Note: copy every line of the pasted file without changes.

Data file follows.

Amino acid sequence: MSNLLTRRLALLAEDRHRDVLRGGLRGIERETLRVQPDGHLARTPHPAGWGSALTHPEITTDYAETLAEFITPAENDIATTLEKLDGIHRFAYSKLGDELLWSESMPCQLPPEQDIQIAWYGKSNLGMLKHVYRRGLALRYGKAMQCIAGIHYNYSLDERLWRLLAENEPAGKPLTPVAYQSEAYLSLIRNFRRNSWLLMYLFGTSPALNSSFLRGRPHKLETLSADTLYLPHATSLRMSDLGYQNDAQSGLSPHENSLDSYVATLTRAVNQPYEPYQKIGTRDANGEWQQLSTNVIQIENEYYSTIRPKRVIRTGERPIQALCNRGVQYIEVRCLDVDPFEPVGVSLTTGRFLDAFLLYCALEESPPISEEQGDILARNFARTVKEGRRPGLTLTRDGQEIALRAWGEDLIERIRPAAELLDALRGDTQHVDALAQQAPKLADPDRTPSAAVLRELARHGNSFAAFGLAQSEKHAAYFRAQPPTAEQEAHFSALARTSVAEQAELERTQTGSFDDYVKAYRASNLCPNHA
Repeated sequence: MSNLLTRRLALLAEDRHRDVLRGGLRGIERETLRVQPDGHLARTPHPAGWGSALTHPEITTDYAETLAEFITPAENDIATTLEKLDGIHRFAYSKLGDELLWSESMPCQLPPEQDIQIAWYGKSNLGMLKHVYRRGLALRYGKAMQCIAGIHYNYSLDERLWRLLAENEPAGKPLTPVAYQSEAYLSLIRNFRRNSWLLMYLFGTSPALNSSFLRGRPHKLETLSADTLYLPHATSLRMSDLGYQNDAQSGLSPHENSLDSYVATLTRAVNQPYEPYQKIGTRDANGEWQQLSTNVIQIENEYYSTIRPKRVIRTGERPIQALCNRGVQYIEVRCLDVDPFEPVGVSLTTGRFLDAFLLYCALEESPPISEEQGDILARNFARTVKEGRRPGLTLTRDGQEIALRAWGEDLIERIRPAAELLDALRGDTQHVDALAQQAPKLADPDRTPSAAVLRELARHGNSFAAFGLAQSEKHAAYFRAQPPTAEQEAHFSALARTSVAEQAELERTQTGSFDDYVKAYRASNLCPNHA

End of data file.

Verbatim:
Amino acid sequence: MSNLLTRRLALLAEDRHRDVLRGGLRGIERETLRVQPDGHLARTPHPAGWGSALTHPEITTDYAETLAEFITPAENDIATTLEKLDGIHRFAYSKLGDELLWSESMPCQLPPEQDIQIAWYGKSNLGMLKHVYRRGLALRYGKAMQCIAGIHYNYSLDERLWRLLAENEPAGKPLTPVAYQSEAYLSLIRNFRRNSWLLMYLFGTSPALNSSFLRGRPHKLETLSADTLYLPHATSLRMSDLGYQNDAQSGLSPHENSLDSYVATLTRAVNQPYEPYQKIGTRDANGEWQQLSTNVIQIENEYYSTIRPKRVIRTGERPIQALCNRGVQYIEVRCLDVDPFEPVGVSLTTGRFLDAFLLYCALEESPPISEEQGDILARNFARTVKEGRRPGLTLTRDGQEIALRAWGEDLIERIRPAAELLDALRGDTQHVDALAQQAPKLADPDRTPSAAVLRELARHGNSFAAFGLAQSEKHAAYFRAQPPTAEQEAHFSALARTSVAEQAELERTQTGSFDDYVKAYRASNLCPNHA
Repeated sequence: MSNLLTRRLALLAEDRHRDVLRGGLRGIERETLRVQPDGHLARTPHPAGWGSALTHPEITTDYAETLAEFITPAENDIATTLEKLDGIHRFAYSKLGDELLWSESMPCQLPPEQDIQIAWYGKSNLGMLKHVYRRGLALRYGKAMQCIAGIHYNYSLDERLWRLLAENEPAGKPLTPVAYQSEAYLSLIRNFRRNSWLLMYLFGTSPALNSSFLRGRPHKLETLSADTLYLPHATSLRMSDLGYQNDAQSGLSPHENSLDSYVATLTRAVNQPYEPYQKIGTRDANGEWQQLSTNVIQIENEYYSTIRPKRVIRTGERPIQALCNRGVQYIEVRCLDVDPFEPVGVSLTTGRFLDAFLLYCALEESPPISEEQGDILARNFARTVKEGRRPGLTLTRDGQEIALRAWGEDLIERIRPAAELLDALRGDTQHVDALAQQAPKLADPDRTPSAAVLRELARHGNSFAAFGLAQSEKHAAYFRAQPPTAEQEAHFSALARTSVAEQAELERTQTGSFDDYVKAYRASNLCPNHA